On Thu, Oct 8, 2015 at 8:20 PM, Peter Geoghegan <p...@heroku.com> wrote:
> I should point out that I did not call the macro DatumToBigEndian(),
> because it's actually the other way around. I called it
> DatumToLittleEndian(), since the unsigned integer comparator would
> work correctly on big-endian systems without calling any new macro
> (which is of course why the new macro does nothing on big-endian
> systems). We start off with a big endian Datum/unsigned integer on all
> platforms, and then we byteswap it to make it a little-endian unsigned
> integer if and when that's required (i.e. only on little-endian
> systems).

Hmm.  But then this doesn't seem to make much sense:

+ * Rearrange the bytes of a Datum into little-endian order from big-endian
+ * order.  On big-endian machines, this does nothing at all.

Rearranging bytes into little-endian order ought to be a no-op on a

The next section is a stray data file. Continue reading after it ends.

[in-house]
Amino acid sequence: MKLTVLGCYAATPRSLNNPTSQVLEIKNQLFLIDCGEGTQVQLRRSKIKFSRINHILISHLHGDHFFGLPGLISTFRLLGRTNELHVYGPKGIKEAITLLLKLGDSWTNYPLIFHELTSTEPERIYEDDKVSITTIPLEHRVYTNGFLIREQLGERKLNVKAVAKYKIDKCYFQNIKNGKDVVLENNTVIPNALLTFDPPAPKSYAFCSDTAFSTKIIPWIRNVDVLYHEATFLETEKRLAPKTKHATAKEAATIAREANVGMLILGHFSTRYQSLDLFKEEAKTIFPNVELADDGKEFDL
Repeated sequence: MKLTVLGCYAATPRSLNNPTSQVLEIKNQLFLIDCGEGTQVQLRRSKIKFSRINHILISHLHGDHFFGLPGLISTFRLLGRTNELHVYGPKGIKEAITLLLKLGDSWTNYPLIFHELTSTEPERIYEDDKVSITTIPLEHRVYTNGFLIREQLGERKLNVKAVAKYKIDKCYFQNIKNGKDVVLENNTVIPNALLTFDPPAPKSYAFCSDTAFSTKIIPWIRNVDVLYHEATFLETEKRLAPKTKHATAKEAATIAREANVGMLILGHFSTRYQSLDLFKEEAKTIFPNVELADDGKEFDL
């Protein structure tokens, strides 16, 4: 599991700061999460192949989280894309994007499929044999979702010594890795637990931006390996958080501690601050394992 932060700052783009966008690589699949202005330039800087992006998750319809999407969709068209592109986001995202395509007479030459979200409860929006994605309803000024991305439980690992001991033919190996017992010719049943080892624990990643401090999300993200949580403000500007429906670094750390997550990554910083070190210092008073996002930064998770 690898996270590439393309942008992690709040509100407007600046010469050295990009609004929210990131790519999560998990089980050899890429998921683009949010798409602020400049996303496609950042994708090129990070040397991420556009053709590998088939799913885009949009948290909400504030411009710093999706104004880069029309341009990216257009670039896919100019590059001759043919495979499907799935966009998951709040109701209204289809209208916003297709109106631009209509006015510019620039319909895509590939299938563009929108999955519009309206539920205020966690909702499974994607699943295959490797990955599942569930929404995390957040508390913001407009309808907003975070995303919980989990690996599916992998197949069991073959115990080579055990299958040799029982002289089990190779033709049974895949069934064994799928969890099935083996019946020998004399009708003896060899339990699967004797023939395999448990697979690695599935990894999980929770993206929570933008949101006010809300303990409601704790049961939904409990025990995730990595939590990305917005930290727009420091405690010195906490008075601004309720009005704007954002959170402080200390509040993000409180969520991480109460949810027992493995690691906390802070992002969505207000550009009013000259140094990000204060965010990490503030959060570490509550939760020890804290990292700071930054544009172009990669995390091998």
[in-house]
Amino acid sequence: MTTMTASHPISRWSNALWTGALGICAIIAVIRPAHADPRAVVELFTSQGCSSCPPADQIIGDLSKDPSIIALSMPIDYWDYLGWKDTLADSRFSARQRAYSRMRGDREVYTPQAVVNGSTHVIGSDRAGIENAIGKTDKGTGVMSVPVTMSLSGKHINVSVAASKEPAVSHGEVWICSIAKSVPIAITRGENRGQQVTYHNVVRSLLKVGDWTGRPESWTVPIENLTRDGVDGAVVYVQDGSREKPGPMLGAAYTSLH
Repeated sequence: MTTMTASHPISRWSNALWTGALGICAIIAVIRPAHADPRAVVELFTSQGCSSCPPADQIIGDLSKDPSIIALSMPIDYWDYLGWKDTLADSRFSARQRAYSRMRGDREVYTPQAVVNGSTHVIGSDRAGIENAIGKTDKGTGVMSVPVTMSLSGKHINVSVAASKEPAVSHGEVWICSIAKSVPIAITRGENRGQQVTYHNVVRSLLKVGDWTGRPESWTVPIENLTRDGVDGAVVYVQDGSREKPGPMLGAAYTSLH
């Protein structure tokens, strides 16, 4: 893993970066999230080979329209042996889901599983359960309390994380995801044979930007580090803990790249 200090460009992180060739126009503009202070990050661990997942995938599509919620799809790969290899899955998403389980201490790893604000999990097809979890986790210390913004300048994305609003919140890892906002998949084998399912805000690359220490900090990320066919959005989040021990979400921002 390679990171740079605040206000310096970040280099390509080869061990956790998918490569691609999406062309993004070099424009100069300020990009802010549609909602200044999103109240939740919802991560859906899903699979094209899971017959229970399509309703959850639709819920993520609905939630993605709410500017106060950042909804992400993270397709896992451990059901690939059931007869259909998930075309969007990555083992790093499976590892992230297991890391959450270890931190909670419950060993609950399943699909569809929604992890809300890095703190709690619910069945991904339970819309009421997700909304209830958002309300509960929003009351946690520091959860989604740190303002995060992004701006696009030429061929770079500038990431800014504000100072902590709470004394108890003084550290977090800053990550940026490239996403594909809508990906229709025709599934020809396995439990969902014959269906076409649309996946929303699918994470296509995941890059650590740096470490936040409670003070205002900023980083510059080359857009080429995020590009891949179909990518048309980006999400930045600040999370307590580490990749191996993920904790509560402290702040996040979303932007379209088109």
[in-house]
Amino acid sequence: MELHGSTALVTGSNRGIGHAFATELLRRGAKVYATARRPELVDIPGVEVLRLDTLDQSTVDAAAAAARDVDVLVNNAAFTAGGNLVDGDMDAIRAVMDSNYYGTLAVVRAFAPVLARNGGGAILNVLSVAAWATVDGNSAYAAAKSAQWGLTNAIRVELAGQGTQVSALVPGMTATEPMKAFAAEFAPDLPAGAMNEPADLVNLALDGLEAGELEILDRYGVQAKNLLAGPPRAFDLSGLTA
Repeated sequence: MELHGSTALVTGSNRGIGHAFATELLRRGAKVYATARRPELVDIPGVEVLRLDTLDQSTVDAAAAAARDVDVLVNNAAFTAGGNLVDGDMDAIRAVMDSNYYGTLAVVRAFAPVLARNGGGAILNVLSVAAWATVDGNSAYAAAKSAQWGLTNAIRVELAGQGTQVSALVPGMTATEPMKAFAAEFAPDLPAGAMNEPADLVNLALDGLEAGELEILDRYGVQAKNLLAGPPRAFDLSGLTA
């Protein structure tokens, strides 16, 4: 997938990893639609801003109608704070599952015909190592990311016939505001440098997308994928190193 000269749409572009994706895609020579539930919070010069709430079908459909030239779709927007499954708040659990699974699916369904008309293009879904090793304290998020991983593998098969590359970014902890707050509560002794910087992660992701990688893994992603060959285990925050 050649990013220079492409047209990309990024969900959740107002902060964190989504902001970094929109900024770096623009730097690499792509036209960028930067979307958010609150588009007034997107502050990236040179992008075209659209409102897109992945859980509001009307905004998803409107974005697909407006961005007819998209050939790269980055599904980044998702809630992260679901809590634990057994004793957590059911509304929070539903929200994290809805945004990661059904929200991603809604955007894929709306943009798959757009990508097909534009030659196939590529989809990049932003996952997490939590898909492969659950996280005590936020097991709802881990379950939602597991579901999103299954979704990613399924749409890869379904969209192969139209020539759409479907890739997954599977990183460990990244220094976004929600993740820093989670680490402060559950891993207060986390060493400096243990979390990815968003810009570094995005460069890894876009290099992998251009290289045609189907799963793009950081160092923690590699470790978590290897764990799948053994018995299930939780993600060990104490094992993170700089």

little-endian machine; and rearranging them into big-endian order
ought to be a no-op on a big-endian machine.

Thinking about this a bit more, it seems like the situation we're in
here is that the input datum is always going to be big-endian.
Regardless of what the machine's integer format is, the sortsupport
abbreviator is going to output a Datum where the most significant byte
is the first one stored in the datum.  We want to convert that Datum
to one that has *native* endianness.  So maybe we should call this
DatumBigEndianToNative or something like that.

Robert Haas
EnterpriseDB: http://www.enterprisedb.com
The Enterprise PostgreSQL Company

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